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Preserving a Free and Open Internet [video]

December 2nd, 2010 by George Krebs

In his clarion call yesterday morning Chairman Julius Genachowski laid out a proposal for basic rules of the road to preserve the open Internet as a platform for innovation, investment, job creation, competition, and free expression.

These rules rest on three basic tenets:
1) Americans have the freedom to access lawful content on the Internet, without discrimination
2) Consumers have the right to basic information about your broadband service
3) The Internet will remain a level playing field.

This proposal is deeply rooted in history. The grounding ideas were first articulated by Republican Chairmen Powell and Martin and, in 2005, endorsed in a unanimous FCC policy statement. Chairman Genachowski cited the many months of hard work leading up to this moment – hard work across government, industry and broadband providers – and the substantial response received from the engaged public.

Watch the HD video below
(This is cross-posted on the Open Internet Blog. Please leave comments there.)

6 Responses to “Preserving a Free and Open Internet [video]”

  1. Guest says:

    * First, the rules need to extend full Net Neutrality protections to both wired and wireless Internet users.
    * Second, they must have stronger language to prohibit "paid prioritization" schemes, which give phone and cable companies the power to pick winners and losers on the Internet.
    * Third, they must close massive loopholes for "specialized services" that allow industry to discriminate unfairly online.
    * Finally, they must ensure that Net Neutrality rests on a secure legal foundation that can withstand a court challenge.

  2. Guest says:

    Thirty senators have signed a letter making it clear that should the Federal Communications Commission implement “net neutrality” regulations during its December 21st meeting, the GOP will force a confrontation on the Senate floor over the rules. Doing so would provide insight into how Republicans, as a minority in the Senate, leverage its control over the House of Representatives to hamstring attempts by the executive branch to rule by regulatory fiat.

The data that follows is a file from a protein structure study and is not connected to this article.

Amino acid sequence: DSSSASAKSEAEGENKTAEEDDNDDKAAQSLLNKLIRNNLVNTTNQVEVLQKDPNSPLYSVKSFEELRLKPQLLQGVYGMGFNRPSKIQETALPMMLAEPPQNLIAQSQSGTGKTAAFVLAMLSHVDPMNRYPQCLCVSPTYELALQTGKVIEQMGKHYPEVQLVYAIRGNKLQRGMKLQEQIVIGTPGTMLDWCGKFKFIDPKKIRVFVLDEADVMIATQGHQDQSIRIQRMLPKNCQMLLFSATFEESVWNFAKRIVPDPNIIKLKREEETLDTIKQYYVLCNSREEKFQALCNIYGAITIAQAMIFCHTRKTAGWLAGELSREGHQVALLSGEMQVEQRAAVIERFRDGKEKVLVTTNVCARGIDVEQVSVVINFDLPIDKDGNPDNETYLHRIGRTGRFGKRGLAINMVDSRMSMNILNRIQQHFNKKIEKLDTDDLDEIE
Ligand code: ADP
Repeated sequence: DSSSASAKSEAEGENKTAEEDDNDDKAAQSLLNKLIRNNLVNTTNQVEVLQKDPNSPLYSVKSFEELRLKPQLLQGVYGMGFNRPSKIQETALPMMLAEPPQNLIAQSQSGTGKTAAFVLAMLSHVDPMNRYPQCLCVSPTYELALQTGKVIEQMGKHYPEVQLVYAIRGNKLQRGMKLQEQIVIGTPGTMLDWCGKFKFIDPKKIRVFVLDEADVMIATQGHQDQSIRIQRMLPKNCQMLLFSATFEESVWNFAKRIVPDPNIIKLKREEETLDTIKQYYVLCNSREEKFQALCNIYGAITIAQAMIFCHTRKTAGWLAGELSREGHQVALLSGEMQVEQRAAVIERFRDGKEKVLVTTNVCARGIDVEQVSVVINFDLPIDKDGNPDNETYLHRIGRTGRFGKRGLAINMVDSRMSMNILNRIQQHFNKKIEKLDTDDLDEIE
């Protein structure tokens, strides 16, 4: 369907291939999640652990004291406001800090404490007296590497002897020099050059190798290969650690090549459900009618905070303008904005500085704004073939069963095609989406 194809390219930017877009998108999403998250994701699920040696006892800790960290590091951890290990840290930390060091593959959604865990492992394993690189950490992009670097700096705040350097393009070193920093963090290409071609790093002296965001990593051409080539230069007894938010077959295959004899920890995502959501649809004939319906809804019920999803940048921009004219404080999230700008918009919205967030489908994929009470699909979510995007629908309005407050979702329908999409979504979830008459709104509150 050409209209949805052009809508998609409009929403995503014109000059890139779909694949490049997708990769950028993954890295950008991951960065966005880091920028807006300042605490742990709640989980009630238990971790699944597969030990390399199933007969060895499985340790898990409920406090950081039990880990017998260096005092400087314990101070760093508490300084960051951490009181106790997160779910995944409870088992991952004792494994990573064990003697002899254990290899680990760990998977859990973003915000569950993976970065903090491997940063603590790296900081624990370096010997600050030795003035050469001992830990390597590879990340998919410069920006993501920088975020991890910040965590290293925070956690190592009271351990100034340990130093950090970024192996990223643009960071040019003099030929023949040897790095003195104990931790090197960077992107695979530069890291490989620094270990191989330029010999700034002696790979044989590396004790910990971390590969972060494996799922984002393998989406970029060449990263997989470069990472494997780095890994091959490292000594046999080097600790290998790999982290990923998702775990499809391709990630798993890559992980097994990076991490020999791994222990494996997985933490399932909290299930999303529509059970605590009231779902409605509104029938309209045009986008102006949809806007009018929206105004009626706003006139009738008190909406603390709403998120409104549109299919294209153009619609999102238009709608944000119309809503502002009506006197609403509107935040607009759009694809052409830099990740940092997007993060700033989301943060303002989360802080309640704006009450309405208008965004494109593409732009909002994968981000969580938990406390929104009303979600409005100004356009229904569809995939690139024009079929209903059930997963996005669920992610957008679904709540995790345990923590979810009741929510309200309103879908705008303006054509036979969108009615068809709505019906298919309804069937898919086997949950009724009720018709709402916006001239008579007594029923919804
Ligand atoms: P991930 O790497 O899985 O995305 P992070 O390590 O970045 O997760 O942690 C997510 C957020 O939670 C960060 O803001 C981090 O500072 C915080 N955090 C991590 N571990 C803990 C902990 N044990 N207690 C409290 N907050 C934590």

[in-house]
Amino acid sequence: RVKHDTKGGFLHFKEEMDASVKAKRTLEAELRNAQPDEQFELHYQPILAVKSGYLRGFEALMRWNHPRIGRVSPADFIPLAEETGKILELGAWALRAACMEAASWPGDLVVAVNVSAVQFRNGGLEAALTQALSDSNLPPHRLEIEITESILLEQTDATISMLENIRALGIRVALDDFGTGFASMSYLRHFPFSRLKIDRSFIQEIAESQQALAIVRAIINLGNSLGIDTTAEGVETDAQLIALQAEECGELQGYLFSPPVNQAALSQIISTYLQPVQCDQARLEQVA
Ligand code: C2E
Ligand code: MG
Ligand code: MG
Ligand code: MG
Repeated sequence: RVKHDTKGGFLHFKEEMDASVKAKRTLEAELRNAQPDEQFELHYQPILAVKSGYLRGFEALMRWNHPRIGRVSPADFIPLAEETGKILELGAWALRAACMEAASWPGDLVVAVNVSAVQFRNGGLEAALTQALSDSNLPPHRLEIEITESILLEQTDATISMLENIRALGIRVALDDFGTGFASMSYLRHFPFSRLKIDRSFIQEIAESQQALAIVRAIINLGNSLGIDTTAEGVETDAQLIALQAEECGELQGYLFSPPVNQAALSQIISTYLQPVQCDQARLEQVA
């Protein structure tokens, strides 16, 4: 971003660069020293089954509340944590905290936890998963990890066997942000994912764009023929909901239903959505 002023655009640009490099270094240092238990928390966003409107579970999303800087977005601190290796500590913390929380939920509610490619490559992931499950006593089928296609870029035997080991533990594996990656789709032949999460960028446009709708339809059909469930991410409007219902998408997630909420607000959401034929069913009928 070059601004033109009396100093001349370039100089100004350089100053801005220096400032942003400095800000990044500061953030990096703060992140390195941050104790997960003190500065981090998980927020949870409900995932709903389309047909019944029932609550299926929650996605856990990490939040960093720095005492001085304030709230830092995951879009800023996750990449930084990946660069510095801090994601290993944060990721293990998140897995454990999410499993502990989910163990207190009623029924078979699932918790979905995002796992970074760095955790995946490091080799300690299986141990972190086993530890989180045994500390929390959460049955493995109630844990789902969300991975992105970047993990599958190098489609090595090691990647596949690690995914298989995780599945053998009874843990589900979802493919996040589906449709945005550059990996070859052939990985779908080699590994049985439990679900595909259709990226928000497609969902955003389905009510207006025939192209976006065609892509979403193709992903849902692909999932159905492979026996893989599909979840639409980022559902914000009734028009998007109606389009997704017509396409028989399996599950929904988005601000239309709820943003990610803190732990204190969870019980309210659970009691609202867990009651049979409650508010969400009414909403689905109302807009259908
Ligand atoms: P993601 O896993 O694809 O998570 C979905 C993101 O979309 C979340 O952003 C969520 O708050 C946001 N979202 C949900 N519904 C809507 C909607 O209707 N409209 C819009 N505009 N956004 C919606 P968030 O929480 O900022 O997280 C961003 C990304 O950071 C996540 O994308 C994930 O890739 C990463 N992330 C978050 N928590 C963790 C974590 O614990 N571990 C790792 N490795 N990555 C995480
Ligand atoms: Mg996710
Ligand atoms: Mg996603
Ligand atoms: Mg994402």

Read more: http://dailycaller.com/2010/12/16/senate-gop-likely-to-force-confrontation-over-fcc-net-neutrality-rules/#ixzz18LUtGTUJ

  3. Guest says:

    don't try to regulate the internet, it's been doing just fine without your meddling.

  4. Guest DD says:

    Don't touch what isn't broke... Govt alway destroy's what it sticks it nose in when it isn't needed...
    What is it with u people in Wash. under the present administration.. U have to "Control" our life...............

  5. FLRP says:

    Comcast regularly violates my net access rights by throttling my download rate (to 10-20% of "normal") at various hours of the day, particularly evening. As a result, using multiple devices during these times is impossible (see the Comcast ad satirizing ATT's U-Verse - Comcast is far worse than U-Verse).

    Since most big businesses will shaft the little-guy consumer, regulations are necessary to preserve user access rights and "get what we pay for." For me, a rule prohibiting throttling would be one way of achieving "net-neutrality" for everyone.

  6. May says:

    Please leave our Internet alone. Thank you very much!

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